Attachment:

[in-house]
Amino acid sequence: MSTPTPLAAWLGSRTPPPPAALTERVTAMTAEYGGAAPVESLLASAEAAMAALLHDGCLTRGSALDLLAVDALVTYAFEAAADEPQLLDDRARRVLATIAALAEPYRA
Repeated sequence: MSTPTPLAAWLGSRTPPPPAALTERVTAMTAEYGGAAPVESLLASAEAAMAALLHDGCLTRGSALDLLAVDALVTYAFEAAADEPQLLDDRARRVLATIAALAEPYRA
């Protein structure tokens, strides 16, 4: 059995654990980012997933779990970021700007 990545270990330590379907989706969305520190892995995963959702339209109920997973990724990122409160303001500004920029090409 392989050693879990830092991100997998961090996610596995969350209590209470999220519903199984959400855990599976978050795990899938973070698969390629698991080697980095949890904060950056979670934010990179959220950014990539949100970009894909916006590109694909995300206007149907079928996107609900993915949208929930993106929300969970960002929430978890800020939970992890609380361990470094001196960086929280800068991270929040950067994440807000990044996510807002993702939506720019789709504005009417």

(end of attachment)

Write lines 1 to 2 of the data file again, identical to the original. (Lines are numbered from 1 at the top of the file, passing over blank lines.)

[in-house]
Amino acid sequence: MSTPTPLAAWLGSRTPPPPAALTERVTAMTAEYGGAAPVESLLASAEAAMAALLHDGCLTRGSALDLLAVDALVTYAFEAAADEPQLLDDRARRVLATIAALAEPYRA